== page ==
The answer to that question changes with time and also when you think about the areas of influence. So for example when I was a teenager we had a great substitute English teacher who loved books and introduced me to Austen. So when I was first discovering Austen and all the characters at that stage of my life she was a major influence. Then when I went to university and began to study American writers and European and Irish writers, they had major influence on me.
Now I struggle to find books that are impactful. I loved Eimear McBride’s work and Edna O’Brien as classic Irish novelists. For Y.A. I am in the middle of reading Sarah J. Maas Queen of Shadows and it is brilliant because I can see the progress of the writer through each of her novels, so that is a major influence on me to keep going, and hope that with each project I learn something and get better.
5) If you could have any three literary characters over to your place for game night, who would you invite, what would you play, what would you serve, and why?
Gosh, that is a difficult question. I would have Margaret Atwood (because the Handmaid’s Tale is amazing), J.K Rowling (to pick her brains about story planning) and John Boyne (His characters are always to well developed). I would play a card game called 25 (45 in some places), you have to be good at reading the game and other players so it would be interesting to see how competitive the other authors are. I would serve nibble and vino (trying to look posh for the guests and because I love vino!)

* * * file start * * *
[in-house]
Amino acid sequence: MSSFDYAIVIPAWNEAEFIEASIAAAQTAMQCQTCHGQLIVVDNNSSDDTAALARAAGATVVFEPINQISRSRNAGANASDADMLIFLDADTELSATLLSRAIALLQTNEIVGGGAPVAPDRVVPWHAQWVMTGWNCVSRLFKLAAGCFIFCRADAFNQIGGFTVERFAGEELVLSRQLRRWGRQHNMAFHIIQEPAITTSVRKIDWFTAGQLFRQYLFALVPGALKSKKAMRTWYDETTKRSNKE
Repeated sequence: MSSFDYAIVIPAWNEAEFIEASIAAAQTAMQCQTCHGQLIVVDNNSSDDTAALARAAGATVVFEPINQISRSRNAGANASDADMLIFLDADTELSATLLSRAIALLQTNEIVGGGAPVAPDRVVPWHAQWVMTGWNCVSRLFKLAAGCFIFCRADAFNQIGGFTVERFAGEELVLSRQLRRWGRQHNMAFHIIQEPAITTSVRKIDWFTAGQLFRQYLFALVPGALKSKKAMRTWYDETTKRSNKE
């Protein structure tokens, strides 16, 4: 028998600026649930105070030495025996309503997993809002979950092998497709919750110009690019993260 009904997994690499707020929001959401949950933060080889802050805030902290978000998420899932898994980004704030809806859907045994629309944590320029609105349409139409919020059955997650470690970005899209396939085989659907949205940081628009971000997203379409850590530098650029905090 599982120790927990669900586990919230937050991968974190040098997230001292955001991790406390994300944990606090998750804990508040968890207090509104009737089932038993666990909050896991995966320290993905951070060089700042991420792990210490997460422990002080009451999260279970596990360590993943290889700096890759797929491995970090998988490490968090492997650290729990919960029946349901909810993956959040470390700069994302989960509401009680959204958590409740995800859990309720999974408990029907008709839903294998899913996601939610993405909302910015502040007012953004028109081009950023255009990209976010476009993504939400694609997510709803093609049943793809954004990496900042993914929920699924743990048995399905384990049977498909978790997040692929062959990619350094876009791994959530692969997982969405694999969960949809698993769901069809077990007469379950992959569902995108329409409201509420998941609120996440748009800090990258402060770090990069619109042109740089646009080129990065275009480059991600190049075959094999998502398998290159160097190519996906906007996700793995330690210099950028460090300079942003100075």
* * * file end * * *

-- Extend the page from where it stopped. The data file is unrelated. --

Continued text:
Caroline Healy is a writer and community arts facilitator. She recently completed her M.A. in Creative Writing at the Seamus Heaney Centre, Queen’s University. She alternates her time between procrastination and making art.
In 2012 her award winning short story collection A Stitch in Time was published by Doire Press. Fiction and commentary has been featured in publications across Ireland, the U.K. and more recently in the U.S. Caroline’s work can be found in journals such as Wordlegs,The Bohemyth, Short Story Ireland, Short Stop U.K., Five Stop Story, Prole, Literary Orphans and the Irish Writers’ Centre Lonely Voice.
Her debut Y.A. novel, Blood Entwines was published by Bloomsbury Spark in August 2014 and she is in the process of writing the second book in the series, Blood Betrayal, as well as a short story collection, The House of Water.
She has a fondness for dark chocolate, cups of tea and winter woollies. (More details can be found on her website www.carolinehealy.com)